Waterfowl

American Avocet Nesting 512

The refuge's many lakes, ponds and creeks are host to a diverse collection of waterfowl from early spring through late fall. The water on the refuge is shallow which allows sunlight to reach the bottom of the lakes thus creating many different aquatic plant species ideal for the dabblers. The mud created by the ample water supply is great for feeding on invertebrates by plovers, sandpipers, herons and curlews. Ducks, geese, terns, gulls, and ibis find plenty of high grass for breeding and feeding. This page will highlight a few of our waterfowl, but look at our Bird List for a complete listing. Click on the links below for more information from WikiPedia. View our photo gallery of water fowl for photos of some specific species found at the refuge.

  • Cinnamon Teal

    Cinnamon Teal Thumbnail

    (Anas cyanoptera) is a species of duck found in western North and South America. It is a small dabbling duck, with bright reddish or cinnamon-colored plumage on the male and duller brown plumage on the female. It lives in the refuge's marshes and ponds, and feeds mostly on aquatic plants.

  • American Wigeon

    American Wigeon

    (Anas americana) is a species of dabbling duck found in North America and on this refuge. It is a migratory bird and winters south of here. It is a medium sized bird, larger than a teal but smaller than a northern pintail. It is also known as the "robber duck" because it grabs vegetation that other birds (like coots) have found on the bottom of a pond. It likes the open wetlands the refuge provides.

  • Lesser Scaup

    Lesser Scaup thumb

    (Aythya affinis) is a small North American diving duck that migrates south as far as Central America in winter. It is also known as the Little Bluebill or Broadbill because of its distinctive blue bill. The origin of the name scaup may stem from the bird's preference for feeding on scalp – the Scottish word for clams, oysters, and mussels. It is found on all of the refuge lakes and ponds, particularly Lower Lake.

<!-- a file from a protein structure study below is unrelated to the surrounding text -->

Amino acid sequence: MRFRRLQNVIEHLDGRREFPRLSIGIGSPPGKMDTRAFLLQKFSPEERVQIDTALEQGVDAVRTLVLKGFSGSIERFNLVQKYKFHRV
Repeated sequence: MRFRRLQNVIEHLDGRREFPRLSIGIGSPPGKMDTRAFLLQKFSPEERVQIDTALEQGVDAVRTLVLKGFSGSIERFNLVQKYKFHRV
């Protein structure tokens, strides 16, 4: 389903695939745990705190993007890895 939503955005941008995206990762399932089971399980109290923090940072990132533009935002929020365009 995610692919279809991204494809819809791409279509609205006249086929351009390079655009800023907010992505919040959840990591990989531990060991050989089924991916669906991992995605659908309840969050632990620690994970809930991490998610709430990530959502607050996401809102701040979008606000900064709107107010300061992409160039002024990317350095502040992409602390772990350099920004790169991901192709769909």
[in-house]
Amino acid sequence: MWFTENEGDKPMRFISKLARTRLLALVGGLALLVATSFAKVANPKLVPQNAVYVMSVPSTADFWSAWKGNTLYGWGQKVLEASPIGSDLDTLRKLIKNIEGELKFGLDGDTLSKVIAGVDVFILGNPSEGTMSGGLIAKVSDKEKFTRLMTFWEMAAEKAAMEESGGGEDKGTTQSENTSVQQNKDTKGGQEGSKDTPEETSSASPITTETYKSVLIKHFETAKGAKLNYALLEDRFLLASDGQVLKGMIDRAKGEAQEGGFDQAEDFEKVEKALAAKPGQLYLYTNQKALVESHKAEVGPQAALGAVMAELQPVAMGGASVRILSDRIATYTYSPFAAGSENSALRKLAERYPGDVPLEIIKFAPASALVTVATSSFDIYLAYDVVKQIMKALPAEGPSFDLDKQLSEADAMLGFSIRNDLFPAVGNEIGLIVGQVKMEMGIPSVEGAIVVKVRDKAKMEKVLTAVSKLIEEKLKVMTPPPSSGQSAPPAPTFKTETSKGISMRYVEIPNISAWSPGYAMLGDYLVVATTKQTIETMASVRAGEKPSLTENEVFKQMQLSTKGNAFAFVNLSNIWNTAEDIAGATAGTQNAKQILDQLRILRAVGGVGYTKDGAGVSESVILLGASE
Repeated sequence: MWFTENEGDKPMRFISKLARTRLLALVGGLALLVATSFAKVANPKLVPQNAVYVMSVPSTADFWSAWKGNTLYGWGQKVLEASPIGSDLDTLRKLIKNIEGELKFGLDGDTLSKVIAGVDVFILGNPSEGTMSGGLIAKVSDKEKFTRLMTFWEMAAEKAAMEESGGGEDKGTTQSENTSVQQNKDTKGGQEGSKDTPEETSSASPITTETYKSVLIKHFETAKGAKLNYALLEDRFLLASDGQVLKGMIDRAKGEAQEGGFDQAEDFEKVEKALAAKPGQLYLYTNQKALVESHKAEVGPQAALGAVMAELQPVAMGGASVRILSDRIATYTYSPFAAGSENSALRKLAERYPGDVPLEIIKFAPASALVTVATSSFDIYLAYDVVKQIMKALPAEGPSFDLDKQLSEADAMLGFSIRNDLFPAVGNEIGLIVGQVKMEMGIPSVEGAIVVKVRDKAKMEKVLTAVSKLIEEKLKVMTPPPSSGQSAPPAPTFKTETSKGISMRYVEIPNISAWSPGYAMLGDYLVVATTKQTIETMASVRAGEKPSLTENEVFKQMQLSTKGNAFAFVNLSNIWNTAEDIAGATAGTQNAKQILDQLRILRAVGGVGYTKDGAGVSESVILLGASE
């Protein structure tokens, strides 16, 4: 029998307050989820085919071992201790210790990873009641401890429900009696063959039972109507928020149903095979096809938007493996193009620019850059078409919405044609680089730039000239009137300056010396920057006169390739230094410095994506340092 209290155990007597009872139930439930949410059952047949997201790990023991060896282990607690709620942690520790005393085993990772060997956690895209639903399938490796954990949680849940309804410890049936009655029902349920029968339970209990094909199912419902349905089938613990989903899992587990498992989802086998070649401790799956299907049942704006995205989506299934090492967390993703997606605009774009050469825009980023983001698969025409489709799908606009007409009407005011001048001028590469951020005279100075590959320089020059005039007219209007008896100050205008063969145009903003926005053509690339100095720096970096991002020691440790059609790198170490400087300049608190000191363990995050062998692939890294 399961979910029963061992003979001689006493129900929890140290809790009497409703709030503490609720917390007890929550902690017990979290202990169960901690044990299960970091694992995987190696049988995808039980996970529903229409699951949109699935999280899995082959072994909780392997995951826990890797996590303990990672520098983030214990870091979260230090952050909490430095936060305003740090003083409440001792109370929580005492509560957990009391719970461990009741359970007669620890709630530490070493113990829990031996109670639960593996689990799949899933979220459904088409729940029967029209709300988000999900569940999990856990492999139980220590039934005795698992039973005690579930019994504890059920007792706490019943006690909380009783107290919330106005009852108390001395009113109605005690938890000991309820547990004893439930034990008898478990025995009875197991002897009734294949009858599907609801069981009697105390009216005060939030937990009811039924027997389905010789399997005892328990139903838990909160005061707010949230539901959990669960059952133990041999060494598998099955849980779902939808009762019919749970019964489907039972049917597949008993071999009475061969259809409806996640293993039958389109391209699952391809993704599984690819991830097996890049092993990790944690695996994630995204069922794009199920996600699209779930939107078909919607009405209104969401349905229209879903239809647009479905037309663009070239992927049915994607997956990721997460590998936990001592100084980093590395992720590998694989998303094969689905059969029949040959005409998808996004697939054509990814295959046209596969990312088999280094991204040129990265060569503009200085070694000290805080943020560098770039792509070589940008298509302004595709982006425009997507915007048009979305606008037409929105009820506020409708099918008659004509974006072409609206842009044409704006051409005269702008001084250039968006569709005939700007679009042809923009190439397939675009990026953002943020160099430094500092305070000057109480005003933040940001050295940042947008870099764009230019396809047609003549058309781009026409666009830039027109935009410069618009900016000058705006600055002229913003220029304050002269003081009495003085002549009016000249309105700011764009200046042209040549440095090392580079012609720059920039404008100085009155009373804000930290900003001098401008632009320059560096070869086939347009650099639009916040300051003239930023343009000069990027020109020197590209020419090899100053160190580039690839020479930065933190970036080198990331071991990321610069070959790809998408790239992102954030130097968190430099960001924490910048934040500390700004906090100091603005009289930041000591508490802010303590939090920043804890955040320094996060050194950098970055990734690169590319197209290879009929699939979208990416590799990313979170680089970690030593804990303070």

• Eared-Grebe

    Eared-grebe thumb

    (Podiceps nigricollis)is a member of the grebe family of water birds and migrates west to the Pacific Coast in winter. It is not extremely common on the refuge, but very distinctive with its large red eye and bushy head feathers. The Eared Grebe is an excellent swimmer and diver, and chases its prey underwater, eating mostly fish as well as small crustaceans, aquatic insects and larvae. It likes to evade dangers by diving rather than flying.

  • Northern Shoveler

    Northern Shoveler Duck 150

    (Anas clypeata) is a common duck on the refuge and in North America. It feeds in the refuge lakes and ponds by dabbling for plant food, often by swinging its spatulate shaped bill from side to side to strain food from the water. They filter acquatic insects from the water using well-developed lamellae – small, comb-like structures on the edge of the bill that act like sieves, allowing the birds to skim crustaceans and plankton from the water's surface. The females resemble the mallard females, as do the males in non-breeding season.

  • American White Pelican

    White Pelicans 150

    (Pelecanus erythrorhynchos)is almost as long as the Trumpeter Swan. The Condor is the only North American bird with a larger wing span (up to 10 feet). It can be seen easily on most of the refuge lakes and ponds, often mistaken for the swan at a distance. They winter much further south of here and on the California coast. Unlike the Brown Pelican, they do not dive for fish but catch them while swimming. American White Pelicans like to come together in groups of a dozen or more birds to feed, as they can thus cooperate and corral fish to one another. They can often been seen in a line with heads swishing back and forth in the water.

  • Great Blue Heron

    Blue Heron in tree 150

    (Ardea herodias)is a large wading bird that can often be seen standing patiently along Red Rock Creek or Lower Red Rock Lake shores waiting for a fish to swim by. The main food for Great Blue Heron is small fish, though it is also known to feed on a wide range of shrimp, crabs, aquatic insects, rodents and other small mammals, amphibians, reptiles (snakes), and even small birds. Herons locate their food by sight and usually swallow it whole. They are almost always seen standing alone.

  • White-faced Ibis

    White faced ibis 150

    (Plegadis chihi)is a common bird on the refuge in summer. It prefers to nest in the reeds on the islands of Lower Red Rock Lake. They prefer to feed on insects in the marshes along the Red Rock Creek. They are distinguished by their long beaks and red-eyes. Unlike herons, ibises fly with necks outstretched, their flight being graceful and often in V-formation.

  • List of other Waterfowl